Apple's iPad sales look light amid Kindle Fire, MacBook Air popularity

Apple's iPad sales may be caught in the middle of consumers opting to go down market for the Kindle Fire or going upscale with the MacBook Air.
Written by Larry Dignan, Contributor

Apple's iPad sales in the December quarter look to be lower than expected amid the popularity of Amazon's Kindle Fire as well as its own MacBook Air.

Sterne Agee analyst Shaw Wu said in a research note that the iPad is seeing competition from two areas---the Kindle Fire and the MacBook Air. As a result, Wu cut his December quarter iPad sales estimate to 13.5 million from 15 million.

Obviously, Apple isn't going to sweat losing iPad sales to the MacBook Air, but the development is worth noting. Wu also appears to be the latest analyst to indicate that the Kindle Fire is a threat to the iPad.

Apple's iPad sales have been a hot topic in recent months. Worries began to surface in September and then the concerns appeared to be overblown after Apple deployed some "pricing stimulus."

Wu wrote in a research note:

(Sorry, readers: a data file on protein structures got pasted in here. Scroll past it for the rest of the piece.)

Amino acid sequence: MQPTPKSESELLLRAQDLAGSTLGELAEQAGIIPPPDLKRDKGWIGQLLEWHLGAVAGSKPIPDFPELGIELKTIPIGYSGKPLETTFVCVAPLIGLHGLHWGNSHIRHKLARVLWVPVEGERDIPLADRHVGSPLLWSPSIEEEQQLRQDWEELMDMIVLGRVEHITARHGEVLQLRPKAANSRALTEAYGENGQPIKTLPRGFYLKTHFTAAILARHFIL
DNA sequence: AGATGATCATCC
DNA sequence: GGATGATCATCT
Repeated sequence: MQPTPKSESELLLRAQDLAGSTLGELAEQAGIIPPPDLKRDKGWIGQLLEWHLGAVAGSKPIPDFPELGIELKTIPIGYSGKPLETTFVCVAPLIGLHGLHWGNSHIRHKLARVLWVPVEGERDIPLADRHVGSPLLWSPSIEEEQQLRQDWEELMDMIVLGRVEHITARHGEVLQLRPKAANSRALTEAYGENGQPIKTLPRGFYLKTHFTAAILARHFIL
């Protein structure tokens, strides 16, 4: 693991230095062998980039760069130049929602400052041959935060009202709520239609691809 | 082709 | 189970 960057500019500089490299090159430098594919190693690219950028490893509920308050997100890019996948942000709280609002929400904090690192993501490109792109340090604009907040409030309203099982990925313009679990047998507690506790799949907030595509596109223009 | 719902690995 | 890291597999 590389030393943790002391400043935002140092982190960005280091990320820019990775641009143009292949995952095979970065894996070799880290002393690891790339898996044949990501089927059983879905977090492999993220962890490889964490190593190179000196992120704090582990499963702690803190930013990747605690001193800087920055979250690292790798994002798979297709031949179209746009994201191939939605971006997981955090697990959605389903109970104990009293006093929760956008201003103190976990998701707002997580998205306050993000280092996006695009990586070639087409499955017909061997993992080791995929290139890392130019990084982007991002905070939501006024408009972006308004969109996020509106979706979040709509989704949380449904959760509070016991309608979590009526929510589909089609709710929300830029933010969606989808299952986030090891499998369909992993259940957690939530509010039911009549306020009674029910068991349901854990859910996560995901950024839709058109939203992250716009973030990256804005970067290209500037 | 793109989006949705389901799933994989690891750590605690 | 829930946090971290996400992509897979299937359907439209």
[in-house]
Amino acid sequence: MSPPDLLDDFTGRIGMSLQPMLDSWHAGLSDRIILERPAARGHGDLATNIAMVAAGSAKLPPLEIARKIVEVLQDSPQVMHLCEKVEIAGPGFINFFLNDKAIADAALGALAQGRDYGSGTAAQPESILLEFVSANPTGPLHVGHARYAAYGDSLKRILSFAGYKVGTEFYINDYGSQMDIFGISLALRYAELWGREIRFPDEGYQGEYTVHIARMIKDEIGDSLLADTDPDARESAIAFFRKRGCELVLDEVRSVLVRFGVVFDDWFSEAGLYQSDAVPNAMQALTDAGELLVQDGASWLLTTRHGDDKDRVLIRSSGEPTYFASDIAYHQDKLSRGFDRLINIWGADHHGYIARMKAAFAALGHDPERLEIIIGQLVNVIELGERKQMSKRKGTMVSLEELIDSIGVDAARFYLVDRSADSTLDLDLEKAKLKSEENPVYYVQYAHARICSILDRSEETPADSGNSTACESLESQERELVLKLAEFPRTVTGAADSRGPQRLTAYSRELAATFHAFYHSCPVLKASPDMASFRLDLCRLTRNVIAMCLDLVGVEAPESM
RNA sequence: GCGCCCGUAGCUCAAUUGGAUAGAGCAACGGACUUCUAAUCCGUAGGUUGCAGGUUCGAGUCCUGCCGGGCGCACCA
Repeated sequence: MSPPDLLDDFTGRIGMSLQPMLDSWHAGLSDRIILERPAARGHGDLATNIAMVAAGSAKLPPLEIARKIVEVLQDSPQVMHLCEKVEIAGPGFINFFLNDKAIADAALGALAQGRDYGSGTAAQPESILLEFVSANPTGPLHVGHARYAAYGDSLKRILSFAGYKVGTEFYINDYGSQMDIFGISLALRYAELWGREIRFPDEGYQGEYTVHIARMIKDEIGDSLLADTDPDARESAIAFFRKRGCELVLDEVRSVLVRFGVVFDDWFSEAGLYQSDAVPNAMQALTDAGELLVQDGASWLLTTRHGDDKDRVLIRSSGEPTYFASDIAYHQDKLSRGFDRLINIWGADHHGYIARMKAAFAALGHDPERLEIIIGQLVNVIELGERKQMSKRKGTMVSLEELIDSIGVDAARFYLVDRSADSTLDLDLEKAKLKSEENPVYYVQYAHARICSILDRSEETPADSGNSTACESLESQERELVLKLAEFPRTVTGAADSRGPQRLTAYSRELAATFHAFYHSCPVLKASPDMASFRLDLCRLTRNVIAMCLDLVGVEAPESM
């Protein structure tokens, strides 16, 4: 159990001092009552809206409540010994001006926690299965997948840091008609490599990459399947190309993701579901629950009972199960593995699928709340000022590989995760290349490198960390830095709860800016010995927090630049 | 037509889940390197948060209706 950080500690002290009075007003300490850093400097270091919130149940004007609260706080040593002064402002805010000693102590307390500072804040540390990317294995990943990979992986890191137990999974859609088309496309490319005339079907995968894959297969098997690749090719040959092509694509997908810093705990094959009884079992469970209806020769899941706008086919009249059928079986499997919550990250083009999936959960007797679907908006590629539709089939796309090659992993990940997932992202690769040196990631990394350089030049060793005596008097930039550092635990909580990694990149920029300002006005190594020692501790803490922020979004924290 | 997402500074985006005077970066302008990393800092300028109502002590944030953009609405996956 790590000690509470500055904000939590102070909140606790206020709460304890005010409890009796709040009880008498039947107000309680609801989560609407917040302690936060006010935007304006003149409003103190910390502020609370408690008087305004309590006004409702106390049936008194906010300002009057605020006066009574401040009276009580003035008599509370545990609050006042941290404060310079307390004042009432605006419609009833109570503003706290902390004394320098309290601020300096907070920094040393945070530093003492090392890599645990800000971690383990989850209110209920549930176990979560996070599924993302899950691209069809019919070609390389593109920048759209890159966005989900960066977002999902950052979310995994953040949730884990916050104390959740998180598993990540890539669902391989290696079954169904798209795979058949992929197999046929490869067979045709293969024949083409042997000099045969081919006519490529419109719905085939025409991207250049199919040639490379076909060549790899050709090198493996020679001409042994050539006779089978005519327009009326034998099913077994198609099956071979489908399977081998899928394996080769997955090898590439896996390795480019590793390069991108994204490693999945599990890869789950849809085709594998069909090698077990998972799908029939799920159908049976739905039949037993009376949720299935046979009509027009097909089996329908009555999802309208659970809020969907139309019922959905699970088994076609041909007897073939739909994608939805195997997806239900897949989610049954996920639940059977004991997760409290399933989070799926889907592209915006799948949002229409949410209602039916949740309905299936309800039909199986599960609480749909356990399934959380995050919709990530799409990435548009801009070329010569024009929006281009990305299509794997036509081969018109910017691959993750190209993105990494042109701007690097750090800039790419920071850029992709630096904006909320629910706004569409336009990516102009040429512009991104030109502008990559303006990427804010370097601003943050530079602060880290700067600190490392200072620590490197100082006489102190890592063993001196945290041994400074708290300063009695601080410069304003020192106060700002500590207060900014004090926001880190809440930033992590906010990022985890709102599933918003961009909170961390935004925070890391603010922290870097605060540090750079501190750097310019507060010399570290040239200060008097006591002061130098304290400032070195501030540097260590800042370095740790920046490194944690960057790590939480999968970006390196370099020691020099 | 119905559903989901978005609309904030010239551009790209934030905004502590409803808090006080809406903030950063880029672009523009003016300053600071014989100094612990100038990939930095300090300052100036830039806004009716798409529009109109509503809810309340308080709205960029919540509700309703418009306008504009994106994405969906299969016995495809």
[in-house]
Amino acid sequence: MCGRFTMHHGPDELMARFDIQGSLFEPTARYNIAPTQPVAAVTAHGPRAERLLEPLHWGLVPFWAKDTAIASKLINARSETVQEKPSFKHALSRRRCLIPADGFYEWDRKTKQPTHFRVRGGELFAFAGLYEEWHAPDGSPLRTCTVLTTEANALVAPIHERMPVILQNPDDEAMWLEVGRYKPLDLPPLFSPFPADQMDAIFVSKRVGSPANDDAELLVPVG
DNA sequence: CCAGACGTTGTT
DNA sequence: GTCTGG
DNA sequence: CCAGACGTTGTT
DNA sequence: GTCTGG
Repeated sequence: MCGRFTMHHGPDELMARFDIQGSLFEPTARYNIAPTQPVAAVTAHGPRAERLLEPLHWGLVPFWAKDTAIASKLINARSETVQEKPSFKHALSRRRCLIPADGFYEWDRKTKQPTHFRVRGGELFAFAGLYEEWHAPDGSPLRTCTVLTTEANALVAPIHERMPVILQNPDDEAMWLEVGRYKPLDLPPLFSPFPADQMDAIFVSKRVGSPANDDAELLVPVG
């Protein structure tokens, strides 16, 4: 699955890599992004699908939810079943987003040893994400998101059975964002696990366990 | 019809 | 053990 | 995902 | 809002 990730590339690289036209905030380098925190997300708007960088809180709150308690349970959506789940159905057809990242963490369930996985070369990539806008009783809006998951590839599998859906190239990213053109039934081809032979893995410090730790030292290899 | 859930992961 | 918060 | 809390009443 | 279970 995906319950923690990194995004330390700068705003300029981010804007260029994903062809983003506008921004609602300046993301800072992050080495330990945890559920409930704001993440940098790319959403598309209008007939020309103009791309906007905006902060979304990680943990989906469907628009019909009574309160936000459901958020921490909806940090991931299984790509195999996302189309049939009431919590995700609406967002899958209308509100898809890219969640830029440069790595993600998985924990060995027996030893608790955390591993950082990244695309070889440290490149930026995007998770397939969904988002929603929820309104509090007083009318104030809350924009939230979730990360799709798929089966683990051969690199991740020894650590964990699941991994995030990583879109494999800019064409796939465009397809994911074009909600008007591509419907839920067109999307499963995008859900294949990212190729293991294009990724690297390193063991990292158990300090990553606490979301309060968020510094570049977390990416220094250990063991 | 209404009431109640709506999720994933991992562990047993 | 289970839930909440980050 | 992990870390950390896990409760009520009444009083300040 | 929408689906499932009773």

In the Mac business, we are seeing particular strength in the MacBook Air, arguably the best ultra-mobile PC on the market. Last but not least, iPads appear a little light of expectations due in part to competition from Amazon’s Kindle Fire but also as some users opt for a more full-featured MacBook Air.

If this MacBook Air vs. iPad theme plays out, the tablet comparison to the tablet is going to be more interesting. It has been widely assumed that tablets will trump laptops, but if Apple customers are opting for a MacBook Air over the iPad perhaps limitations matter. Meanwhile, Intel's ultrabook movement could also make a dent in tablet sales. As ultrabook prices fall, they will be seen as direct substitutes for tablets assuming static pricing trends.

Bottom line: Maybe we shouldn't count out PC sales just yet.

As for Apple, light iPad sales may not be much to worry about for the simple reason that the iPhone is carrying the team. Wu said:

iPhone momentum is being driven by the company’s new flagship 4S as well as lower price points on its iPhone 4 and 3GS. This is helping drive greater smart phone adoption as well as enabling share gains against Android and BlackBerry (as evidenced with both HTC and RIM missing numbers). Our supplier checks indicate much improved production capacity but demand continues to outstrip supply.

Wu now sees Apple moving 28 million iPhones in the December quarter, up from his previous projection of 26 million. Wu estimates that 5.2 million Macs will be sold up from his outlook of 5 million.


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